Abuse of Power

Writing at The American Conservative, Bonnie Kristian explains why the “few bad apples” defense of American policing doesn’t work. She offers seven lines of evidence to show that police brutality is systematic rather than occasional.

For instance: “Only one out of every three accused cops are convicted nationwide, while the conviction rate for civilians is literally double that. In Chicago, the numbers are even more skewed: There were 10,000 abuse complaints filed against the Chicago PD between 2002 and 2004, and just 19 of them ‘resulted in meaningful disciplinary action.’ On a national level, upwards of 95 percent of police misconduct cases referred for federal prosecution are declined by prosecutors because, as reported in USA Today, juries ‘are conditioned to believe cops, and victims’ credibility is often challenged.'”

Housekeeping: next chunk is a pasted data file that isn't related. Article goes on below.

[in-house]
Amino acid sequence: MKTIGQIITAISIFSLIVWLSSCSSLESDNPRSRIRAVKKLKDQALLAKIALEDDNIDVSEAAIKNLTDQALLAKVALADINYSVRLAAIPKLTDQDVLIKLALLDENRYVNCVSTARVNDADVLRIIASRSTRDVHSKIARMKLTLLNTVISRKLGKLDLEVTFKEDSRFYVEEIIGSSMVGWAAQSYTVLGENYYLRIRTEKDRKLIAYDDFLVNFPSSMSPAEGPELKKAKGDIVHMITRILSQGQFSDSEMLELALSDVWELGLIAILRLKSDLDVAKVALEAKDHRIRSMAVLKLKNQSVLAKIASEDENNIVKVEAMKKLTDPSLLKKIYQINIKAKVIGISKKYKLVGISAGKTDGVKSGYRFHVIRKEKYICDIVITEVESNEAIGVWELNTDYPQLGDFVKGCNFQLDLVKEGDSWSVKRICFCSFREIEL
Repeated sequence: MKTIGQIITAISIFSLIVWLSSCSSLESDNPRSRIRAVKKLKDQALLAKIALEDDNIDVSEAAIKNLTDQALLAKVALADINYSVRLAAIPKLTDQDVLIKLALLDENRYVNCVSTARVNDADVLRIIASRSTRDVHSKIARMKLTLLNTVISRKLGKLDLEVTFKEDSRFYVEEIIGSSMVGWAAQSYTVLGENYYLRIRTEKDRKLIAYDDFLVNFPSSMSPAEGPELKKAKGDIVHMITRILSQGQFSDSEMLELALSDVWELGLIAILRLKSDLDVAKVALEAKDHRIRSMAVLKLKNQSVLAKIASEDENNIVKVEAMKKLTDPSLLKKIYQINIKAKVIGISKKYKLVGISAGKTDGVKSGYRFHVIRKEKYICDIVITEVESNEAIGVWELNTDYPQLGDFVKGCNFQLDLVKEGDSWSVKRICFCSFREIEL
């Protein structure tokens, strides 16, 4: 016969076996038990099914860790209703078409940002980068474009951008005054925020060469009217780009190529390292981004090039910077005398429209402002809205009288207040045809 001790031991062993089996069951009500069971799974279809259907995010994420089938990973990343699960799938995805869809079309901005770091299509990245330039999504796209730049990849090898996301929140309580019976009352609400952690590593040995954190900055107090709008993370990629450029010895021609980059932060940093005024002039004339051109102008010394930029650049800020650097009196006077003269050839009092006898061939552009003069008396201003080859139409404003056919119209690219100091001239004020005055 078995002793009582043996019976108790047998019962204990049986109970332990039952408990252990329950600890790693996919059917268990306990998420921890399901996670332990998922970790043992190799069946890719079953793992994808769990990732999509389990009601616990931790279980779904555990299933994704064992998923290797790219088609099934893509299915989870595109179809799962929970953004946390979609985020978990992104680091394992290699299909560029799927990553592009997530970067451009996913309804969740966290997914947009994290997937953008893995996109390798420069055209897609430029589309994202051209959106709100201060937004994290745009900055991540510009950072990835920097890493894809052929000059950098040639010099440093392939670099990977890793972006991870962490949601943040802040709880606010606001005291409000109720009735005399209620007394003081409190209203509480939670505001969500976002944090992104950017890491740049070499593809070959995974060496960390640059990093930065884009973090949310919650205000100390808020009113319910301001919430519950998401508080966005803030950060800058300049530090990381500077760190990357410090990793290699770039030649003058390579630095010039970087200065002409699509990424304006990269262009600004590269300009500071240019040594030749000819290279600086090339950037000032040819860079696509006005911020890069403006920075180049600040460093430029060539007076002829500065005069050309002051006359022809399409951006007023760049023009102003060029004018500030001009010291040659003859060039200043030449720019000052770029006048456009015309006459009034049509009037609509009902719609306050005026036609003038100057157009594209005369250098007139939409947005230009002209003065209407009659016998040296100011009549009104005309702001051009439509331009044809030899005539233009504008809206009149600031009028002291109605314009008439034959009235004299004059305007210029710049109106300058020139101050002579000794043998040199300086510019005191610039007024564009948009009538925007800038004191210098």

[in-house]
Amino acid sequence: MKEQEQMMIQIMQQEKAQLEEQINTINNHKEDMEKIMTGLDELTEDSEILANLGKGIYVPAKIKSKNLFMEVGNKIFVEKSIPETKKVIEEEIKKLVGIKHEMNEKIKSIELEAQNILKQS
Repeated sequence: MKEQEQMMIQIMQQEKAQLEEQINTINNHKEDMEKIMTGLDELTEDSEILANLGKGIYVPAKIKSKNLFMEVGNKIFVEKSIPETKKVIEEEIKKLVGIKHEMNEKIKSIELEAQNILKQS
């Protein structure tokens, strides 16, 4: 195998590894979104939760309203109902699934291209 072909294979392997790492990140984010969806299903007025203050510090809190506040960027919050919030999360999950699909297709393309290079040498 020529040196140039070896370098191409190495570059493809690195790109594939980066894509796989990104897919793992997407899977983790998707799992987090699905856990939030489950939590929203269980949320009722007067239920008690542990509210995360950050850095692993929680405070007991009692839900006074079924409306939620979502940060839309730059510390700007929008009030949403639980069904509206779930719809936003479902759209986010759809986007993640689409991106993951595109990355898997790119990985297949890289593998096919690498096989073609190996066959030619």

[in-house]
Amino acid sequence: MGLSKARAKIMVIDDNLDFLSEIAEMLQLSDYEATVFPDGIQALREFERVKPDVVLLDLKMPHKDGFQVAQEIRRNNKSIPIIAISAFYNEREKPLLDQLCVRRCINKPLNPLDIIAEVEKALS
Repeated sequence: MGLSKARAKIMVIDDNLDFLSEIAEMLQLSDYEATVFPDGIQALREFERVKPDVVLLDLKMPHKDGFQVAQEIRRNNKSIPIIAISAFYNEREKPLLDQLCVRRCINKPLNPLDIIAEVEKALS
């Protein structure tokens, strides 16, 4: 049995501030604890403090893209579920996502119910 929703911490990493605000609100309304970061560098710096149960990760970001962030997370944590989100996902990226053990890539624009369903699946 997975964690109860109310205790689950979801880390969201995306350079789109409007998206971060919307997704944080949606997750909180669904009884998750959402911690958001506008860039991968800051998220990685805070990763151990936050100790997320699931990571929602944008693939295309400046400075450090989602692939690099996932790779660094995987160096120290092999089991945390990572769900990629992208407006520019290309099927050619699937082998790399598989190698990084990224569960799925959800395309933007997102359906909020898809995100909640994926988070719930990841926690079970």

Most damningly: “A Department of Justice study revealed that a whopping 84 percent of police officers report that they’ve seen colleagues use excessive force on civilians, and 61 percent admit they don’t always report ‘even serious criminal violations that involve abuse of authority by fellow officers.'”

The systemic problems don’t exist only in policing. Our problems with criminal justice are, as the late William Stuntz pointed out, systemic in our politics as well. Politicians press a “law and order” agenda that encourages harsh tactics and casts a blind eye on abuses. Stuntz spoke of our “pathological” criminal justice system, and the pathology is in legislatures and prosecutors’ offices as much as on the streets.

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